Jill Boughton
Freelance Writer
February 23, 2024 // Bishop

Bishop Implores Nursing Students to Fully Live Their Faith

Jill Boughton
Freelance Writer

Just before the Liturgy of the Word, incense being used in the Holy Spirit Chapel at LeMans Hall at Saint Mary’s College triggered loud smoke alarms, emptying the dorm of its occupants, including Bishop Rhoades, who was celebrating the Mass on Friday, February 16. Members of the Catholic Nurses Association (CNA) had begun meeting this academic year, but Mass and a special blessing from the local bishop was their first major event. It turned out to be more memorable than anticipated.

Bishop Rhoades warmly thanked Rick Becker, club sponsor, for inviting him and said he was delighted to be able to pray with the nursing students. He began his homily by sharing the important role of nurses in his own life, including the encouragement of a nurse during therapy after a heart procedure, as well as his sister, “who’s always after me about taking care of my health.” He also expressed the highest esteem for his aunt, a “classic” nurse who raised money and served as chief nurse for a pilgrimage to Lourdes. “She was a model of self-giving love for the sick,” Bishop Rhoades testified. He also recalled that he himself worked as an orderly in a nursing home more than one summer as a high school and college student.

Bishop Rhoades poses with members of the Catholic Nurses Association following a Mass on the campus of Saint Mary’s College on Friday, February 16.

Beginning with Jesus’ healing ministry, the Catholic Church has always taken a leading role in health care, Bishop Rhoades said. “In the United States, the Church has been renowned for its health care ministry, with religious sisters – including the Sisters of the Holy Cross – founding hospitals, serving especially the poor and disadvantaged, and serving in times of great need, like the Civil War. All this was motivated by their faith, not separated from their faith.” Bishop Rhoades urged the students fully to integrate their lives of faith with their calling to be nurses, despite the current threats to conscientious health care workers posed by a culture that promotes abortion and euthanasia. He quoted a Catholic nurse and bioethicist who said: “We won’t kill you, even if you ask us to. We won’t kill your unborn child, even if you ask us to. We won’t mutilate you or destroy normal, healthy functions, even if you ask us to.”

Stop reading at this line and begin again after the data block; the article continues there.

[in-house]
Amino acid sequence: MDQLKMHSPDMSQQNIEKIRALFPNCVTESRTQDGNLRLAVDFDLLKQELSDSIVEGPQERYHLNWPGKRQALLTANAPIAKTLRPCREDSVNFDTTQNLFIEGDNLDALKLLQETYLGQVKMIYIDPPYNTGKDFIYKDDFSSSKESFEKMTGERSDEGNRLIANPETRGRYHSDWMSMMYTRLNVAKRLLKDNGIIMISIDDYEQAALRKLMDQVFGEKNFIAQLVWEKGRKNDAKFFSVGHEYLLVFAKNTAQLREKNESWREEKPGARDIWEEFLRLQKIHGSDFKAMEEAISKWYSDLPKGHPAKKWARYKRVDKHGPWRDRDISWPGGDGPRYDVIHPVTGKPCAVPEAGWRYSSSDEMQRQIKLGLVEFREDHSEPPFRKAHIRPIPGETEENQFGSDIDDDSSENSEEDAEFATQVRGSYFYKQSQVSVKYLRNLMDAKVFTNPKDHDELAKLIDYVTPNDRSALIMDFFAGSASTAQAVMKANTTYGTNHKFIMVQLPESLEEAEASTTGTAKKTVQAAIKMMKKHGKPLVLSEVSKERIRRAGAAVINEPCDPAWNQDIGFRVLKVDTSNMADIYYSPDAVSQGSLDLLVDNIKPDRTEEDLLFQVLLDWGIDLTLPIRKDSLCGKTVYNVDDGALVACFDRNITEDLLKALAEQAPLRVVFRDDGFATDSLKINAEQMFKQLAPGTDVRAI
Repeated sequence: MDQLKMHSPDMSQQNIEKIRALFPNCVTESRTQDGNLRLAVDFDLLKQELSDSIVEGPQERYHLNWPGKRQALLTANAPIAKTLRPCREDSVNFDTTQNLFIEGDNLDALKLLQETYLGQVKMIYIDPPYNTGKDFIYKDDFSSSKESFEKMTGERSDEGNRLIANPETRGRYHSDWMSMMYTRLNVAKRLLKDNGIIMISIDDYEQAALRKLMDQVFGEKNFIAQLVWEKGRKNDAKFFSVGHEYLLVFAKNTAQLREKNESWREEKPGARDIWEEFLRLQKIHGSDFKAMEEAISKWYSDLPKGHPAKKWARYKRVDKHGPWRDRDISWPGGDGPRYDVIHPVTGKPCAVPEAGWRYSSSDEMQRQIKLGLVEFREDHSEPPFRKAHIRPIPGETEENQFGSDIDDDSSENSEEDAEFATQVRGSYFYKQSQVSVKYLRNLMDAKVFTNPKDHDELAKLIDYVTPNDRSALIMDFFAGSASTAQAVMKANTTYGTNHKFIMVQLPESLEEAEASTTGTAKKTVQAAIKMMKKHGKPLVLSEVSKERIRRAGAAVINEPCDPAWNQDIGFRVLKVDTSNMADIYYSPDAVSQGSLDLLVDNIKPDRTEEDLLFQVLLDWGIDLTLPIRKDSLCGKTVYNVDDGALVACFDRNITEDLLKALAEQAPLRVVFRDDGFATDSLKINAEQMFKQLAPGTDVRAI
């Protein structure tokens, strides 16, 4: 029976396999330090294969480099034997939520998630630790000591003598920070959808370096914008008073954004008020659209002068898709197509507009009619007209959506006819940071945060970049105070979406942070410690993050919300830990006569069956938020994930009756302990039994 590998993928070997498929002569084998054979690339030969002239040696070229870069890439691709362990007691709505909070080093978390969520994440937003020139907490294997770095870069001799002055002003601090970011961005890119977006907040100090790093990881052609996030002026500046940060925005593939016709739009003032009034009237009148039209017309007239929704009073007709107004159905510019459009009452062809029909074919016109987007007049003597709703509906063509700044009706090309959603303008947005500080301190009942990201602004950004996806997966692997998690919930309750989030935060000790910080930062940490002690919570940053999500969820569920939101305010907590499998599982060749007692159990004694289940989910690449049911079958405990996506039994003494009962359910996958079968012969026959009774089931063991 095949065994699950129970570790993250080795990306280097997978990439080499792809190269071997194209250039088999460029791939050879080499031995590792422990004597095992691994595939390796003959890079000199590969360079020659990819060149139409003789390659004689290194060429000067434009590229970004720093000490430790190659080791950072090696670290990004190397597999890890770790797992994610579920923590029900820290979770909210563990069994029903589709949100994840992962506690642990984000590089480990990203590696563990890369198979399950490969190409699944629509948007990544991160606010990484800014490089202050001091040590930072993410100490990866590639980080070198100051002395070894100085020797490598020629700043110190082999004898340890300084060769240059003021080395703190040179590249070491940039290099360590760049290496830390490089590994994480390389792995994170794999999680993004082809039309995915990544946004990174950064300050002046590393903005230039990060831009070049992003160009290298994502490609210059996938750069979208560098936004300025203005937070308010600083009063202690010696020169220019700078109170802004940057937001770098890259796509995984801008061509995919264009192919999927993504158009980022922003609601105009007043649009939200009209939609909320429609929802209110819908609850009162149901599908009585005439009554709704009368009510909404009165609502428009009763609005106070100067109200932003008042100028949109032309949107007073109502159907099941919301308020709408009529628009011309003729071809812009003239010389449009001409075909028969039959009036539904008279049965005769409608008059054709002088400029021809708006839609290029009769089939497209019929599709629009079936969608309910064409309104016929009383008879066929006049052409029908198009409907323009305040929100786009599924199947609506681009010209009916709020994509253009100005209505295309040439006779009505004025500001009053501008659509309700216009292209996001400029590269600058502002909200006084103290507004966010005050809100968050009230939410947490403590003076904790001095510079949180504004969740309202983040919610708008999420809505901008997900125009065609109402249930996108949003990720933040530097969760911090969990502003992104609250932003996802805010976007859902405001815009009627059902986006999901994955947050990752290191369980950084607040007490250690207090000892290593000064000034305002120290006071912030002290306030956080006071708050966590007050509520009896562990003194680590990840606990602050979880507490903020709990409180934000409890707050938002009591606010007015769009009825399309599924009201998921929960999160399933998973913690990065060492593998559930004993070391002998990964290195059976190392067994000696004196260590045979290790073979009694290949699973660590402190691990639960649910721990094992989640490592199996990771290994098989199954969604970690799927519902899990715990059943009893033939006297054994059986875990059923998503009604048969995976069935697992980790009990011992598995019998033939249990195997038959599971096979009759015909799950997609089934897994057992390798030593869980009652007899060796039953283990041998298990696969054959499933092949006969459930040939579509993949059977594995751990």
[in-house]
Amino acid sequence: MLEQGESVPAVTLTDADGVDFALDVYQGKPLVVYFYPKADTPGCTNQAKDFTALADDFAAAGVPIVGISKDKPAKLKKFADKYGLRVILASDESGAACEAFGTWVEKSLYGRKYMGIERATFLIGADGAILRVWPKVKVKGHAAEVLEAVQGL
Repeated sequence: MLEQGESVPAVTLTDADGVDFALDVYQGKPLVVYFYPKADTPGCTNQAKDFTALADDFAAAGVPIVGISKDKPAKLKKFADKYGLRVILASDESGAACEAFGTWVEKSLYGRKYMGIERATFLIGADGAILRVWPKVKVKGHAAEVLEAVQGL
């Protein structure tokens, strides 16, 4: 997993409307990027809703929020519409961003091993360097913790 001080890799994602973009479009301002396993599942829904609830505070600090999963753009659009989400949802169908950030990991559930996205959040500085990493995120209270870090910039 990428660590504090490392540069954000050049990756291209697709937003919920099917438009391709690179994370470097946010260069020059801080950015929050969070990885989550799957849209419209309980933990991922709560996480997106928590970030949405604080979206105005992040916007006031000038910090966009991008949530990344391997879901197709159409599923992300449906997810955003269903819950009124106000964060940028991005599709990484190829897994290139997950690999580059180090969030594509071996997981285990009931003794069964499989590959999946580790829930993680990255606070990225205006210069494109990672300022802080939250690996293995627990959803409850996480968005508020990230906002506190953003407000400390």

He pointed out that nurses’ direct relationship with their patients provides a channel to administer not only medicines and procedures but also courage, hope, and trust. “You show your patients the closeness of God the Father by the tenderness you show them,” he said.

The previous evening, Bishop Rhoades had spoken to Notre Dame law and MBA students about being “tender, strong, and true,” in the words of the Notre Dame alma mater. That description certainly applies to nurses. “I can’t emphasize enough the importance of tenderness in the nursing profession,” Bishop Rhoades said. “Here at Saint Mary’s, you have the greatest model of tenderness: your patroness, the Blessed Virgin Mary.”

Before offering a special blessing for nursing students and other health care workers, Bishop Rhoades concluded: “All the lay faithful are called to work in the vineyard of the Lord. Your particular area of the vineyard is the care of the sick, the suffering, the disabled, and the dying. When you finish your studies, you will be going into that vineyard. I encourage you to develop a good prayer life, to actively participate in the liturgical and sacramental life of the Church, so that you will not be living a double life, and your life as a nurse will not be separated from your life as a Catholic.”

Saint Mary’s senior Molly Martis, President of the Catholic Nurses Association, began the Mass with a word of welcome. When Bishop Rhoades found out she was a senior, he invited her to come work at St. Anne Communities. Martis said: “CNA is working to foster an environment in which [Saint Mary’s College] students can build upon the foundation of the Catholic faith as we prepare for a lifetime vocation of care for the sick and suffering. Our focus is on bringing Christ’s love to others in the context of nursing. We also strive to embody the examples of the saints and the legacy of the Sisters of the Holy Cross as we become professionals in the health care field. We hope to strengthen fellowship, promote positive patient outcomes, and pursue the common good through our mission.” Club members have discussed reflecting on the lives of the saints, community service events, guest speakers, and prayer opportunities. “It is such an honor to celebrate the Eucharist with Bishop Rhoades,” she added.

On a more personal note, Martis said: “My interest in nursing has grown out of my faith because I see it as a vocation in which I can show Christ’s love to others. As a health care professional, I strive to uphold human dignity and provide compassionate care for the mind, body, and spirit of those I encounter.”

At a reception after Mass, Bishop Rhoades had further opportunity to interact informally with nursing students and other Mass attendees.

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